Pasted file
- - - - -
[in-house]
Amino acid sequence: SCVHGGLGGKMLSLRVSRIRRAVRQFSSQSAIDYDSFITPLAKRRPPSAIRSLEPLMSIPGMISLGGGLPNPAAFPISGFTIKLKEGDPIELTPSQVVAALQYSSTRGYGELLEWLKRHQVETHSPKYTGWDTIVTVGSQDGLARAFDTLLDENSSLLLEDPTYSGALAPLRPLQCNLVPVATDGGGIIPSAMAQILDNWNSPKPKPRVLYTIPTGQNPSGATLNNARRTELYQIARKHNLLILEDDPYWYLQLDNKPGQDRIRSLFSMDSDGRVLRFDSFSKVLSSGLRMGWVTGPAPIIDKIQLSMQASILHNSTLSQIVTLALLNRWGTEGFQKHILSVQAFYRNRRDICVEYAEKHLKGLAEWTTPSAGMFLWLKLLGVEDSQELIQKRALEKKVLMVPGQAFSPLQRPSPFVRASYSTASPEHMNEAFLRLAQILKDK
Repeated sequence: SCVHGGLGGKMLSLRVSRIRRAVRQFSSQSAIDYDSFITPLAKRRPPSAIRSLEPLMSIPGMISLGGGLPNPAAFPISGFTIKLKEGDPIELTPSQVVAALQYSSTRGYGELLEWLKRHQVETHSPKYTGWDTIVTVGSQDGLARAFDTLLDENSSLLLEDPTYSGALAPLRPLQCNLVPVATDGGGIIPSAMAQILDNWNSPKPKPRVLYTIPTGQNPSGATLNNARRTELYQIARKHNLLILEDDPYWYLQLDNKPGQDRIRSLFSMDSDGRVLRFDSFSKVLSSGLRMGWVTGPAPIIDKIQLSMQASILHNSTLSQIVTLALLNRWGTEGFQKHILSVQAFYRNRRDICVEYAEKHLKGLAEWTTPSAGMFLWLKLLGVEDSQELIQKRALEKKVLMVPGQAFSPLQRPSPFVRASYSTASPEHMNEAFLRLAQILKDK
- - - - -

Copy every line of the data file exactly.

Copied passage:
[in-house]
Amino acid sequence: SCVHGGLGGKMLSLRVSRIRRAVRQFSSQSAIDYDSFITPLAKRRPPSAIRSLEPLMSIPGMISLGGGLPNPAAFPISGFTIKLKEGDPIELTPSQVVAALQYSSTRGYGELLEWLKRHQVETHSPKYTGWDTIVTVGSQDGLARAFDTLLDENSSLLLEDPTYSGALAPLRPLQCNLVPVATDGGGIIPSAMAQILDNWNSPKPKPRVLYTIPTGQNPSGATLNNARRTELYQIARKHNLLILEDDPYWYLQLDNKPGQDRIRSLFSMDSDGRVLRFDSFSKVLSSGLRMGWVTGPAPIIDKIQLSMQASILHNSTLSQIVTLALLNRWGTEGFQKHILSVQAFYRNRRDICVEYAEKHLKGLAEWTTPSAGMFLWLKLLGVEDSQELIQKRALEKKVLMVPGQAFSPLQRPSPFVRASYSTASPEHMNEAFLRLAQILKDK
Repeated sequence: SCVHGGLGGKMLSLRVSRIRRAVRQFSSQSAIDYDSFITPLAKRRPPSAIRSLEPLMSIPGMISLGGGLPNPAAFPISGFTIKLKEGDPIELTPSQVVAALQYSSTRGYGELLEWLKRHQVETHSPKYTGWDTIVTVGSQDGLARAFDTLLDENSSLLLEDPTYSGALAPLRPLQCNLVPVATDGGGIIPSAMAQILDNWNSPKPKPRVLYTIPTGQNPSGATLNNARRTELYQIARKHNLLILEDDPYWYLQLDNKPGQDRIRSLFSMDSDGRVLRFDSFSKVLSSGLRMGWVTGPAPIIDKIQLSMQASILHNSTLSQIVTLALLNRWGTEGFQKHILSVQAFYRNRRDICVEYAEKHLKGLAEWTTPSAGMFLWLKLLGVEDSQELIQKRALEKKVLMVPGQAFSPLQRPSPFVRASYSTASPEHMNEAFLRLAQILKDK